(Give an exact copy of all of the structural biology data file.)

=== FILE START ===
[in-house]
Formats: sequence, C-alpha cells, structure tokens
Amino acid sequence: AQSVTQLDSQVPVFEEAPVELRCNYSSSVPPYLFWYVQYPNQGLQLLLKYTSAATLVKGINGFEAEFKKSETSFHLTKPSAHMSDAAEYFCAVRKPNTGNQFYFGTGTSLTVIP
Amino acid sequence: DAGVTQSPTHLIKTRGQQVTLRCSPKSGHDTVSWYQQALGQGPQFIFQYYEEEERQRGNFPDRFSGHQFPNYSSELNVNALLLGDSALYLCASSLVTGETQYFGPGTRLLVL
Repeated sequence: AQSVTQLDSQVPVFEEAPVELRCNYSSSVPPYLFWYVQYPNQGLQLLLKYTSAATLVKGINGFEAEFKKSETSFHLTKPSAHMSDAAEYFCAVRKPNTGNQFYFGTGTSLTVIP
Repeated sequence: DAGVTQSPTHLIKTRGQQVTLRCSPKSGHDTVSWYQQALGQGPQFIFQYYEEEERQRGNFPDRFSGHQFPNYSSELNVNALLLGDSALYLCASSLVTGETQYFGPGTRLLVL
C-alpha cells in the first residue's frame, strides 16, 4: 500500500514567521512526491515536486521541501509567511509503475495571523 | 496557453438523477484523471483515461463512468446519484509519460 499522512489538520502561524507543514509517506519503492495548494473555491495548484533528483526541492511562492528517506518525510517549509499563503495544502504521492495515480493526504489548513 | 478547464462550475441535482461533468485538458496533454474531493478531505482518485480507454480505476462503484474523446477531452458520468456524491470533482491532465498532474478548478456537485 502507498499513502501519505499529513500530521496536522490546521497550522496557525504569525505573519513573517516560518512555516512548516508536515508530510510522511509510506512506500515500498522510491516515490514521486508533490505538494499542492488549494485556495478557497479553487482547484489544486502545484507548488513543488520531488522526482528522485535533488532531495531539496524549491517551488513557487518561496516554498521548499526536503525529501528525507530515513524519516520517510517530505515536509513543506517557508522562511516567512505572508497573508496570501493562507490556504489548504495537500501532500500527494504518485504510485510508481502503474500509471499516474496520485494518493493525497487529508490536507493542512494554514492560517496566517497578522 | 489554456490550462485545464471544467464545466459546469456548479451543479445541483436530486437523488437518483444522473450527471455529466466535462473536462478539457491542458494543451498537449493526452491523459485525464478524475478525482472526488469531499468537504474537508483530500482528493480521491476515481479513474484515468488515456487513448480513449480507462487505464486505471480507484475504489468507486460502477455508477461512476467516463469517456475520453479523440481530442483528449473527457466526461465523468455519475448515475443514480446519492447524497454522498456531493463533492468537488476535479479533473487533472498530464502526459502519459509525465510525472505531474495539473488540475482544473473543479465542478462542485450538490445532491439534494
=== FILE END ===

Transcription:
[in-house]
Formats: sequence, C-alpha cells, structure tokens
Amino acid sequence: AQSVTQLDSQVPVFEEAPVELRCNYSSSVPPYLFWYVQYPNQGLQLLLKYTSAATLVKGINGFEAEFKKSETSFHLTKPSAHMSDAAEYFCAVRKPNTGNQFYFGTGTSLTVIP
Amino acid sequence: DAGVTQSPTHLIKTRGQQVTLRCSPKSGHDTVSWYQQALGQGPQFIFQYYEEEERQRGNFPDRFSGHQFPNYSSELNVNALLLGDSALYLCASSLVTGETQYFGPGTRLLVL
Repeated sequence: AQSVTQLDSQVPVFEEAPVELRCNYSSSVPPYLFWYVQYPNQGLQLLLKYTSAATLVKGINGFEAEFKKSETSFHLTKPSAHMSDAAEYFCAVRKPNTGNQFYFGTGTSLTVIP
Repeated sequence: DAGVTQSPTHLIKTRGQQVTLRCSPKSGHDTVSWYQQALGQGPQFIFQYYEEEERQRGNFPDRFSGHQFPNYSSELNVNALLLGDSALYLCASSLVTGETQYFGPGTRLLVL
C-alpha cells in the first residue's frame, strides 16, 4: 500500500514567521512526491515536486521541501509567511509503475495571523 | 496557453438523477484523471483515461463512468446519484509519460 499522512489538520502561524507543514509517506519503492495548494473555491495548484533528483526541492511562492528517506518525510517549509499563503495544502504521492495515480493526504489548513 | 478547464462550475441535482461533468485538458496533454474531493478531505482518485480507454480505476462503484474523446477531452458520468456524491470533482491532465498532474478548478456537485 502507498499513502501519505499529513500530521496536522490546521497550522496557525504569525505573519513573517516560518512555516512548516508536515508530510510522511509510506512506500515500498522510491516515490514521486508533490505538494499542492488549494485556495478557497479553487482547484489544486502545484507548488513543488520531488522526482528522485535533488532531495531539496524549491517551488513557487518561496516554498521548499526536503525529501528525507530515513524519516520517510517530505515536509513543506517557508522562511516567512505572508497573508496570501493562507490556504489548504495537500501532500500527494504518485504510485510508481502503474500509471499516474496520485494518493493525497487529508490536507493542512494554514492560517496566517497578522 | 489554456490550462485545464471544467464545466459546469456548479451543479445541483436530486437523488437518483444522473450527471455529466466535462473536462478539457491542458494543451498537449493526452491523459485525464478524475478525482472526488469531499468537504474537508483530500482528493480521491476515481479513474484515468488515456487513448480513449480507462487505464486505471480507484475504489468507486460502477455508477461512476467516463469517456475520453479523440481530442483528449473527457466526461465523468455519475448515475443514480446519492447524497454522498456531493463533492468537488476535479479533473487533472498530464502526459502519459509525465510525472505531474495539473488540475482544473473543479465542478462542485450538490445532491439534494